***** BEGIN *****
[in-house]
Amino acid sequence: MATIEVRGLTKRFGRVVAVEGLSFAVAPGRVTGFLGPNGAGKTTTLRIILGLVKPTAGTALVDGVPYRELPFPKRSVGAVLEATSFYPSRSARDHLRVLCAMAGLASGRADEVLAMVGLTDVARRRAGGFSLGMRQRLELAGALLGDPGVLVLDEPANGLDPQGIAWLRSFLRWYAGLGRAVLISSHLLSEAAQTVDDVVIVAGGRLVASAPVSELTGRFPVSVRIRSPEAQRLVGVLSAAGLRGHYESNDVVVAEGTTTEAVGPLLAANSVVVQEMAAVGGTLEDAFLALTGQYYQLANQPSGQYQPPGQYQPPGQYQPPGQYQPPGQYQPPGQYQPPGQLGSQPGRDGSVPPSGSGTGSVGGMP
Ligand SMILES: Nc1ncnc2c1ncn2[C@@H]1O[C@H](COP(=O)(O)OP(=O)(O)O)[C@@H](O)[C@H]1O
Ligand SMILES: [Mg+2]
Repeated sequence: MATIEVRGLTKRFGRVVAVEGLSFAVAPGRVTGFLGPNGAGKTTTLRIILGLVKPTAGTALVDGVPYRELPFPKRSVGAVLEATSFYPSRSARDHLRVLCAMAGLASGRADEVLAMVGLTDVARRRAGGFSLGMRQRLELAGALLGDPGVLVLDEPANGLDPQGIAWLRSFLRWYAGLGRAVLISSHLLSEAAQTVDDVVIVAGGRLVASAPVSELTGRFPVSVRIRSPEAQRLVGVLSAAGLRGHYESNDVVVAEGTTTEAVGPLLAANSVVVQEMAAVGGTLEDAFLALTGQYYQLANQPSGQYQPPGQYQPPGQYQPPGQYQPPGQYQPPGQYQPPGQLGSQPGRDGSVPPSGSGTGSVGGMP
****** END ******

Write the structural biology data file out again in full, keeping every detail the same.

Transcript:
[in-house]
Amino acid sequence: MATIEVRGLTKRFGRVVAVEGLSFAVAPGRVTGFLGPNGAGKTTTLRIILGLVKPTAGTALVDGVPYRELPFPKRSVGAVLEATSFYPSRSARDHLRVLCAMAGLASGRADEVLAMVGLTDVARRRAGGFSLGMRQRLELAGALLGDPGVLVLDEPANGLDPQGIAWLRSFLRWYAGLGRAVLISSHLLSEAAQTVDDVVIVAGGRLVASAPVSELTGRFPVSVRIRSPEAQRLVGVLSAAGLRGHYESNDVVVAEGTTTEAVGPLLAANSVVVQEMAAVGGTLEDAFLALTGQYYQLANQPSGQYQPPGQYQPPGQYQPPGQYQPPGQYQPPGQYQPPGQLGSQPGRDGSVPPSGSGTGSVGGMP
Ligand SMILES: Nc1ncnc2c1ncn2[C@@H]1O[C@H](COP(=O)(O)OP(=O)(O)O)[C@@H](O)[C@H]1O
Ligand SMILES: [Mg+2]
Repeated sequence: MATIEVRGLTKRFGRVVAVEGLSFAVAPGRVTGFLGPNGAGKTTTLRIILGLVKPTAGTALVDGVPYRELPFPKRSVGAVLEATSFYPSRSARDHLRVLCAMAGLASGRADEVLAMVGLTDVARRRAGGFSLGMRQRLELAGALLGDPGVLVLDEPANGLDPQGIAWLRSFLRWYAGLGRAVLISSHLLSEAAQTVDDVVIVAGGRLVASAPVSELTGRFPVSVRIRSPEAQRLVGVLSAAGLRGHYESNDVVVAEGTTTEAVGPLLAANSVVVQEMAAVGGTLEDAFLALTGQYYQLANQPSGQYQPPGQYQPPGQYQPPGQYQPPGQYQPPGQYQPPGQLGSQPGRDGSVPPSGSGTGSVGGMP